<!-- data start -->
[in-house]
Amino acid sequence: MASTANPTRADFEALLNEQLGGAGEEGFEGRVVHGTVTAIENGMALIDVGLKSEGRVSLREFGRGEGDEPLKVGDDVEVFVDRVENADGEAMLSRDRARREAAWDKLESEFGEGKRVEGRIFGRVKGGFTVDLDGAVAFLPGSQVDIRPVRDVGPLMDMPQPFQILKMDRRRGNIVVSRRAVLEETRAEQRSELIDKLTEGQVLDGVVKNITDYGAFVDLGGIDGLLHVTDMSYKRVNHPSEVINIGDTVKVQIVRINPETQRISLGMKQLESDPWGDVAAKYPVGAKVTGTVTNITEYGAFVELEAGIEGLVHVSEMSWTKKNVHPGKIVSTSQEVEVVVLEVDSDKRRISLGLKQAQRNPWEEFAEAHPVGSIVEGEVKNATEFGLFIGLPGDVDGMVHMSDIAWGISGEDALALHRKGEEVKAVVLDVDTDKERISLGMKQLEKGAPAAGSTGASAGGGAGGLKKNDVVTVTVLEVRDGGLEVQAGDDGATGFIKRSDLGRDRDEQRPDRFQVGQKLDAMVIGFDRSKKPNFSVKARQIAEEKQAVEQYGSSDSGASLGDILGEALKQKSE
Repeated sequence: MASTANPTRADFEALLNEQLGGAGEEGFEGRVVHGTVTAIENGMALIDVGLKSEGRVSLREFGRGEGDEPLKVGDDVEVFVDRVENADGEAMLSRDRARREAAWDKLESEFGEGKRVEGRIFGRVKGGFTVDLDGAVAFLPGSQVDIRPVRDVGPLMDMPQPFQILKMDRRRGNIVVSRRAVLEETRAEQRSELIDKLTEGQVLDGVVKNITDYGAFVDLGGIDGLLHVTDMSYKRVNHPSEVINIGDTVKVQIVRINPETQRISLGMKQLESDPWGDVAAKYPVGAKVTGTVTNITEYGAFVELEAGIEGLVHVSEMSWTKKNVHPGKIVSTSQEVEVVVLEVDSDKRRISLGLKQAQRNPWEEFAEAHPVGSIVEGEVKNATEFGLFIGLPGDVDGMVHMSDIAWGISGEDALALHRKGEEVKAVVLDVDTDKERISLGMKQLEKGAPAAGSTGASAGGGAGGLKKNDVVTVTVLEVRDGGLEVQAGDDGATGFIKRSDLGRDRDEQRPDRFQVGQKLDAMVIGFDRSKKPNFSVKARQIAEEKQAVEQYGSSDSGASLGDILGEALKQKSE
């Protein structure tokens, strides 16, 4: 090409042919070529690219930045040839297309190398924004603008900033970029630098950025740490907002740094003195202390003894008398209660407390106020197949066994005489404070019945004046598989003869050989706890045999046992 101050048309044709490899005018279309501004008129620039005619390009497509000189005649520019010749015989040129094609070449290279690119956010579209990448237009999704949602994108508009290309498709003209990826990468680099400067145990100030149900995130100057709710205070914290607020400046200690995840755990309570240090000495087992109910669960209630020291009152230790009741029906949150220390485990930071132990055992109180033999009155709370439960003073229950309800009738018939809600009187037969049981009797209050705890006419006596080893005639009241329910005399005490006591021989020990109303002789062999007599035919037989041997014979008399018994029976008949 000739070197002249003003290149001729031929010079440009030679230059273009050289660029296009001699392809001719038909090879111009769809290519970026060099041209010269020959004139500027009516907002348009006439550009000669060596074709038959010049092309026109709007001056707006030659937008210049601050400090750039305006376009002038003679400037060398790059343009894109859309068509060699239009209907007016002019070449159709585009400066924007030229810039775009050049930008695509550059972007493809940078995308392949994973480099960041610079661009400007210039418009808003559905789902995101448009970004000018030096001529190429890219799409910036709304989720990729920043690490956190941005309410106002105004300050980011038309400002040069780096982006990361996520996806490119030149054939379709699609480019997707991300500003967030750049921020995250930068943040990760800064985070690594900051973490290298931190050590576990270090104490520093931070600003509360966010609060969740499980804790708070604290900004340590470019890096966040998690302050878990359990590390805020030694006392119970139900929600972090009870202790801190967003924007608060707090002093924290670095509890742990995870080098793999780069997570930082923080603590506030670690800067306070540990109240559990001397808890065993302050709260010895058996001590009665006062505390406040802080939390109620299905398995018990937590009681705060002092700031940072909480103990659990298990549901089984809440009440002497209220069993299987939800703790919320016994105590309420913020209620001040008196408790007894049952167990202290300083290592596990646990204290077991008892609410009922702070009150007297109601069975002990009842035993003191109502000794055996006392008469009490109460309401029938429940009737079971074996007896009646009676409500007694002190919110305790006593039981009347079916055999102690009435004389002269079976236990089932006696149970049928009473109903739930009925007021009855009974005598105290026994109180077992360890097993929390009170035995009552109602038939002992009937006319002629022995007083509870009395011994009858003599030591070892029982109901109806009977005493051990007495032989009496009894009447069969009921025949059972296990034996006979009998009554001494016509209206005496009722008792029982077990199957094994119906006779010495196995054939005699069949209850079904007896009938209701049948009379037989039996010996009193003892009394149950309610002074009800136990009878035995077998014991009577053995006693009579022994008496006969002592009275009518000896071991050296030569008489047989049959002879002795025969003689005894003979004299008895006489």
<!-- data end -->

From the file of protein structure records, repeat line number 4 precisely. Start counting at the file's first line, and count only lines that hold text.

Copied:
């Protein structure tokens, strides 16, 4: 090409042919070529690219930045040839297309190398924004603008900033970029630098950025740490907002740094003195202390003894008398209660407390106020197949066994005489404070019945004046598989003869050989706890045999046992 101050048309044709490899005018279309501004008129620039005619390009497509000189005649520019010749015989040129094609070449290279690119956010579209990448237009999704949602994108508009290309498709003209990826990468680099400067145990100030149900995130100057709710205070914290607020400046200690995840755990309570240090000495087992109910669960209630020291009152230790009741029906949150220390485990930071132990055992109180033999009155709370439960003073229950309800009738018939809600009187037969049981009797209050705890006419006596080893005639009241329910005399005490006591021989020990109303002789062999007599035919037989041997014979008399018994029976008949 000739070197002249003003290149001729031929010079440009030679230059273009050289660029296009001699392809001719038909090879111009769809290519970026060099041209010269020959004139500027009516907002348009006439550009000669060596074709038959010049092309026109709007001056707006030659937008210049601050400090750039305006376009002038003679400037060398790059343009894109859309068509060699239009209907007016002019070449159709585009400066924007030229810039775009050049930008695509550059972007493809940078995308392949994973480099960041610079661009400007210039418009808003559905789902995101448009970004000018030096001529190429890219799409910036709304989720990729920043690490956190941005309410106002105004300050980011038309400002040069780096982006990361996520996806490119030149054939379709699609480019997707991300500003967030750049921020995250930068943040990760800064985070690594900051973490290298931190050590576990270090104490520093931070600003509360966010609060969740499980804790708070604290900004340590470019890096966040998690302050878990359990590390805020030694006392119970139900929600972090009870202790801190967003924007608060707090002093924290670095509890742990995870080098793999780069997570930082923080603590506030670690800067306070540990109240559990001397808890065993302050709260010895058996001590009665006062505390406040802080939390109620299905398995018990937590009681705060002092700031940072909480103990659990298990549901089984809440009440002497209220069993299987939800703790919320016994105590309420913020209620001040008196408790007894049952167990202290300083290592596990646990204290077991008892609410009922702070009150007297109601069975002990009842035993003191109502000794055996006392008469009490109460309401029938429940009737079971074996007896009646009676409500007694002190919110305790006593039981009347079916055999102690009435004389002269079976236990089932006696149970049928009473109903739930009925007021009855009974005598105290026994109180077992360890097993929390009170035995009552109602038939002992009937006319002629022995007083509870009395011994009858003599030591070892029982109901109806009977005493051990007495032989009496009894009447069969009921025949059972296990034996006979009998009554001494016509209206005496009722008792029982077990199957094994119906006779010495196995054939005699069949209850079904007896009938209701049948009379037989039996010996009193003892009394149950309610002074009800136990009878035995077998014991009577053995006693009579022994008496006969002592009275009518000896071991050296030569008489047989049959002879002795025969003689005894003979004299008895006489």